Infertility, a lacklustre marriage, and crushed dreams are just some of the mid-life issues that the characters of Band Ladies are facing before they ditch their book club to start a punk band. 

Even if forty is the new thirty (whatever the fuck that means), we’re all ageing; mortality is on our minds. As such, it’s inevitable that once we reach a certain age, we’ll begin to examine our lives: what haven’t we done yet? Next comes a scrutinizing edit of our time: what is it that we want to do, and who do we actually want to spend it with? These are the types of questions that become the subjects of conversation in the first episode of Band Ladies, and daring to share their truths is met with a collective itch to radically shake up their lives.

The themes in this hilarious over-the-top web series will be familiar to many women approaching mid-life: turbulent hormonal shifts, a transforming body (I noticed my first white pubic hair the other day), and a feeling of invisibility. To channel life’s frustrations, some of us take up running, others pound it out at the gym, while many drown it all in wine. In the case of Band Ladies, the characters decide that shouting and thrashing around on the stage of a dive bar is the way to go.

Directed by Molly Flood, and starring Kate Fenton, Dana Puddicombe, Lisa Michelle Cornelius, Vicki Kim and Kirsten Rasmussen, the crew of Band Ladies is a group of some of Toronto’s top women in comedy. The characters in Band Ladies are exaggerated and larger than life, and together they explore the question: what if a group of middle aged women blew up their lives to start a punk band? What would that look like? 

It’s a spoof that also touches on serious topics: yearning for children and not having them, having children and losing one’s identity, loneliness, addictive behaviour, shitty husbands. If no issue directly speaks to you, the feeling of rage will.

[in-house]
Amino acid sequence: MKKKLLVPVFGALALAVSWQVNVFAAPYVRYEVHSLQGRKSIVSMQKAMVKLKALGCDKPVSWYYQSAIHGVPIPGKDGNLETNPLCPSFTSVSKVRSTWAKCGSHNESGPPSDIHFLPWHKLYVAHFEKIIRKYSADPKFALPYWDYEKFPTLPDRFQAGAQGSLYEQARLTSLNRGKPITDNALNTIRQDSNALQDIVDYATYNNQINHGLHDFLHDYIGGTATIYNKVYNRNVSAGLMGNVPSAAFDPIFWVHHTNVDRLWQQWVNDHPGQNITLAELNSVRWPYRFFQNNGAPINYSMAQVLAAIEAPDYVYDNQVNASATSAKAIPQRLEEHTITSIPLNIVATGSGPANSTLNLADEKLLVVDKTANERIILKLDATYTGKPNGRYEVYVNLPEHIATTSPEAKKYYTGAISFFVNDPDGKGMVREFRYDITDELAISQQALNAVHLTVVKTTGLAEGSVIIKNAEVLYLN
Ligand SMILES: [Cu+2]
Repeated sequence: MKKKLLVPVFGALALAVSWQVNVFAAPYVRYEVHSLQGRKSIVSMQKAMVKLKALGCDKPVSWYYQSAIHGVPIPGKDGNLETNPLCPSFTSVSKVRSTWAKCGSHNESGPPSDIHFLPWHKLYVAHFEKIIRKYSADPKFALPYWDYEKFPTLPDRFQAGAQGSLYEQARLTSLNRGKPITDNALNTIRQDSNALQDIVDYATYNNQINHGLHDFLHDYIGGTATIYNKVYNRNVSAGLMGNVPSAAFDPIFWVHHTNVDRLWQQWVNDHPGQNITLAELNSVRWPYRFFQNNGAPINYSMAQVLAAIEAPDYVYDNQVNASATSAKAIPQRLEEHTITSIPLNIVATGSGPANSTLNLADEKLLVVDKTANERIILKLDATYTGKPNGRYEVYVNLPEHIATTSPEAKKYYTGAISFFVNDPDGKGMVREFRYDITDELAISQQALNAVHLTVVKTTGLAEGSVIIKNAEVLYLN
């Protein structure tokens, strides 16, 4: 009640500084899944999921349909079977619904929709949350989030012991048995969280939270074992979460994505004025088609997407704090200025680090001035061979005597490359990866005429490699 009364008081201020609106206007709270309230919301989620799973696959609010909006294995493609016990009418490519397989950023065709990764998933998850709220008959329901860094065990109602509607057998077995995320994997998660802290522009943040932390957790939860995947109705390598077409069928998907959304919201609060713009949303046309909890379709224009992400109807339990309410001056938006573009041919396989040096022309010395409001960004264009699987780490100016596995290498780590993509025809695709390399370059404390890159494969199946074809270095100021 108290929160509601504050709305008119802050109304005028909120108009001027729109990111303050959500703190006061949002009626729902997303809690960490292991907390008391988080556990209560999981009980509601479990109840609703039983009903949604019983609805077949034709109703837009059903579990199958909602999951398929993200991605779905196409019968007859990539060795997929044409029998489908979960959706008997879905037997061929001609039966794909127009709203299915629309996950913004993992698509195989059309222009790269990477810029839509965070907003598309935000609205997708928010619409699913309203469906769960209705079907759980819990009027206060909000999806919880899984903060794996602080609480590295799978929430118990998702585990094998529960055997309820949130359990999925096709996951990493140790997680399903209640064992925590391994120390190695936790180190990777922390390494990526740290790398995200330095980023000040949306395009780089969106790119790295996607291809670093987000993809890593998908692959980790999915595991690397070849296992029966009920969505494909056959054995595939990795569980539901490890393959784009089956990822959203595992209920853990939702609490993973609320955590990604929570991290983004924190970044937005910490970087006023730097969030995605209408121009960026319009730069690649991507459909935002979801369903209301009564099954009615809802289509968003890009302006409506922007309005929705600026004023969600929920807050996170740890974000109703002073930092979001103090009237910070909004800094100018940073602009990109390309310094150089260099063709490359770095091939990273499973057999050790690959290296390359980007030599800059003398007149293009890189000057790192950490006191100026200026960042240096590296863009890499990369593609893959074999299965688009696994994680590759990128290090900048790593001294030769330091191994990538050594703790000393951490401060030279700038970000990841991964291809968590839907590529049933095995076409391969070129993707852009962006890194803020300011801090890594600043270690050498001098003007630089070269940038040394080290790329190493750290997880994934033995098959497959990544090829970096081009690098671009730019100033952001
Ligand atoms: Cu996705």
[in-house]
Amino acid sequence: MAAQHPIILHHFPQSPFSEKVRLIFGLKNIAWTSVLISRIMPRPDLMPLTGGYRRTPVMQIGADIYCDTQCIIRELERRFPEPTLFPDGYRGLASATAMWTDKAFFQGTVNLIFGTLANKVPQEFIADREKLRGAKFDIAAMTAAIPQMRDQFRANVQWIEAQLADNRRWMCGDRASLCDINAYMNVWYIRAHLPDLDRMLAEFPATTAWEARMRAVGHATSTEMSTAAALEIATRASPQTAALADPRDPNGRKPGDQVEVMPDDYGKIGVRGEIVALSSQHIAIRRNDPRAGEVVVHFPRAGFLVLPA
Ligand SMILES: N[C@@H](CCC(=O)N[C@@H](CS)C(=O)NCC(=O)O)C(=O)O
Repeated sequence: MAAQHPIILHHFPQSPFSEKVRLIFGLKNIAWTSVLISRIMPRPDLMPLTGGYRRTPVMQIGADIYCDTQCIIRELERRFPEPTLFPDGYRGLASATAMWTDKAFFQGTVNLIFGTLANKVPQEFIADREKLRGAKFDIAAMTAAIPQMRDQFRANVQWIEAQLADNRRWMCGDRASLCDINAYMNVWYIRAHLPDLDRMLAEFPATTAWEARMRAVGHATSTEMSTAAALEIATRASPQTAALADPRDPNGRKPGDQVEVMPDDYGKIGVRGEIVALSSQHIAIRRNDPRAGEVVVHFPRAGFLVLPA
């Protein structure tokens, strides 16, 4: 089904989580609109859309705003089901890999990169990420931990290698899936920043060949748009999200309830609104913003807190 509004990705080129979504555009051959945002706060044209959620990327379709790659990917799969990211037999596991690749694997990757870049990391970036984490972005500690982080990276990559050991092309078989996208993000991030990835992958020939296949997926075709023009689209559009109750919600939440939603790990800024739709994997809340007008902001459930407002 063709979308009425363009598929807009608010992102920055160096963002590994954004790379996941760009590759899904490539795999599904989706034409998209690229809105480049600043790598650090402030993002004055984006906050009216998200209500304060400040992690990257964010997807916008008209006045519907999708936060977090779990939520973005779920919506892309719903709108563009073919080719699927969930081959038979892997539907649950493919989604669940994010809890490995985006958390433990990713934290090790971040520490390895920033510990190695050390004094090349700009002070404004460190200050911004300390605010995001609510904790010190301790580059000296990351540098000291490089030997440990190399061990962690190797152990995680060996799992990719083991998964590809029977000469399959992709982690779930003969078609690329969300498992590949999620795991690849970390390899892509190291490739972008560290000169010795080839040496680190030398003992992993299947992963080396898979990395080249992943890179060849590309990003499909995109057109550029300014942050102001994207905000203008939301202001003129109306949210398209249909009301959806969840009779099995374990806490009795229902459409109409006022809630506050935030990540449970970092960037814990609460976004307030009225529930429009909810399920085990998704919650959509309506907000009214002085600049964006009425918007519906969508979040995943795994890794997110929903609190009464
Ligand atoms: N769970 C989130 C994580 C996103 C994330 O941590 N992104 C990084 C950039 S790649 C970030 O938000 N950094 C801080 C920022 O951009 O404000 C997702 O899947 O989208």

“Somebody told me about a rage room, and I totally get that that’s in the ether right now,” says Kate Fenton. “I want to go to a room where it’s safe, and totally acceptable to just smash a whole bunch of stuff. Then I can let go of a whole bunch of anger I was bottling up and go back to my life.” The crew imagined that shouting on stage would give them a similar release, and it did! For both the characters and real-life actors. 

“The idea of getting on stage and pounding out stuff that’s imperfect, they’re saying exactly what they want and expressing exactly how they feel, as opposed to showing off a manicured, ‘perfect’ career, a highly curated FB page. They’re bursting through that. Some of them battle more with image consciousness, others with career pressures, family obligations. This gives them a place to shatter all of that,” says Dana Puddicombe. “It’s okay to do something and not be good at it, to enjoy the act of it, the process.”

Outrageous good fun, this series will have you chuckling out loud and possibly dreaming of what it would look like if you took a wrecking ball to your own life to smash up a tired routine. 

Band Ladies will be exclusively available on Highball TV beginning on May 13.